New Compounds from African Plant as Anti-diarrheal Remedy

Background

More than 1.7 billion cases of diarrheal illnesses occur each year. In developing countries, diarrhea is the second leading cause of malnutrition and death among children under five years old. Globally, it causes more than 10% of child deaths – about 800,000 each year. Diarrheal diseases are also a major cause of morbidity and mortality among travelers, HIV/AIDS patients, people displaced by disasters and wars, deployed military, Irritable Bowel Syndrome patients and the elderly. Current principal treatments, such as oral rehydration solutions (ORS) and vaccines, do not reduce morbidity or the duration and discomfort associated with diarrheal diseases. Opiates are the only drugs that rapidly shorten the duration of diarrhea and alleviate pain. However, opiates not only cause constipation and drowsiness, but also are addictive. Therefore, they are not recommended for children and bloody diarrhea. New therapies are needed to treat diarrhea and accompanying abdominal discomfort.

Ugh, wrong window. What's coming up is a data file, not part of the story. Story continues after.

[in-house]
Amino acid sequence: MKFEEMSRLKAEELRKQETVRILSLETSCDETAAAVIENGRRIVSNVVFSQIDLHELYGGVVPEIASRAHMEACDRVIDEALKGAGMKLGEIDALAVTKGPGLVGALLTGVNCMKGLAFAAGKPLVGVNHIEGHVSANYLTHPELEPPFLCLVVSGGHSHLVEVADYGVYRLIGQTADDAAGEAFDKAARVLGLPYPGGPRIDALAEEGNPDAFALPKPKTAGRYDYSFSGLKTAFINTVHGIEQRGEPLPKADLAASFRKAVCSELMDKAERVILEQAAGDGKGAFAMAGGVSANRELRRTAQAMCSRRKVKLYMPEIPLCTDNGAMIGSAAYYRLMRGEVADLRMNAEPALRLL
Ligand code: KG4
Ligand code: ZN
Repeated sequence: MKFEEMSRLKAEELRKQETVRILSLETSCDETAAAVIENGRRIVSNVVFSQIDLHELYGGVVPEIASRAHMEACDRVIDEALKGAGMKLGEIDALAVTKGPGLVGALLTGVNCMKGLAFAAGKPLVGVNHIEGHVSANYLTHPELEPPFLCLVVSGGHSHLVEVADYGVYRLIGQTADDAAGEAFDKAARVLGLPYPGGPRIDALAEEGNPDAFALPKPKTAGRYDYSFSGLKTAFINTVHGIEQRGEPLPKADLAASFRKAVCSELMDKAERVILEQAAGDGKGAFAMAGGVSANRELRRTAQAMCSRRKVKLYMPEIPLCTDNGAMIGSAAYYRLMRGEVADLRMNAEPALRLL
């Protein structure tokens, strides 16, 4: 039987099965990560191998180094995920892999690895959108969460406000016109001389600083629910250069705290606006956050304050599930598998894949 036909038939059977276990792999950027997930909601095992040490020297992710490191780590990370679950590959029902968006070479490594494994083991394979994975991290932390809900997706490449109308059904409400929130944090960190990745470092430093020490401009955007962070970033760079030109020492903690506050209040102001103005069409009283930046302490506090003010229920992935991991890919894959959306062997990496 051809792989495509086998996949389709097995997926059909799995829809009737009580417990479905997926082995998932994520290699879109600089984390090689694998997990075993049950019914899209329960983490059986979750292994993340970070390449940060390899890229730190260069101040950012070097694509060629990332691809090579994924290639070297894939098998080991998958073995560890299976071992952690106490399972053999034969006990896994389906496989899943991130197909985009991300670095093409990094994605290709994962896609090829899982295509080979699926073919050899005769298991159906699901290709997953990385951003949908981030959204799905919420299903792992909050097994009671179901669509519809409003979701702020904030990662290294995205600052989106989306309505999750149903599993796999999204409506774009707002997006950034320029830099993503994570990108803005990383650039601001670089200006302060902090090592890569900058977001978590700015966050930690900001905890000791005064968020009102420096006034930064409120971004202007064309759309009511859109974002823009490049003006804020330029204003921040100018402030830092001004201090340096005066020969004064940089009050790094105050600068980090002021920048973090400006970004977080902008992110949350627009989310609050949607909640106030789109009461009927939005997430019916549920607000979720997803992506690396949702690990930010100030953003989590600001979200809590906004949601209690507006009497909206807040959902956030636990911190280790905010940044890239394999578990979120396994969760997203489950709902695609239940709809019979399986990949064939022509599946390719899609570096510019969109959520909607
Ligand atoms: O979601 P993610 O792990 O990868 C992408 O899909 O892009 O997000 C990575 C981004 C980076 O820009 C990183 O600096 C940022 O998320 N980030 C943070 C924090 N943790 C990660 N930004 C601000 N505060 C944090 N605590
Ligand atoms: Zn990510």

Invention Summary

Researchers in the University of Idaho and collaborators have discovered a set of novel non-opiate compounds for the treatment of diarrheas, dysentery, and abdominal pain. Isolated from an African traditional medicine, these new compounds have anti-inflammatory, anti-oxidative, anti-bacterial, and anti-parasitic effects. These compounds are able to effectively reverse diarrhea-induced weight loss, mitigate diarrhea, and relieve pain in mice.

Market Application

These compounds have potential for use as standalone medication to treat diarrhea and abdominal discomfort. These compounds can also be used as adjunctive therapy to ORS and other diarrheal therapies.

Advantages

  1. Fewer side effects
  2. Non-addictive
  3. Shorten the duration of diarrhea and alleviate pain at the same time
  4. Cheaper than synthetic drugs

Contact Person:

Yong Zhang, PhD
Licensing Associate
Office of Technology Transfer
University of Idaho
Phone: (208) 885-4550
Email: yzhang@uidaho.edu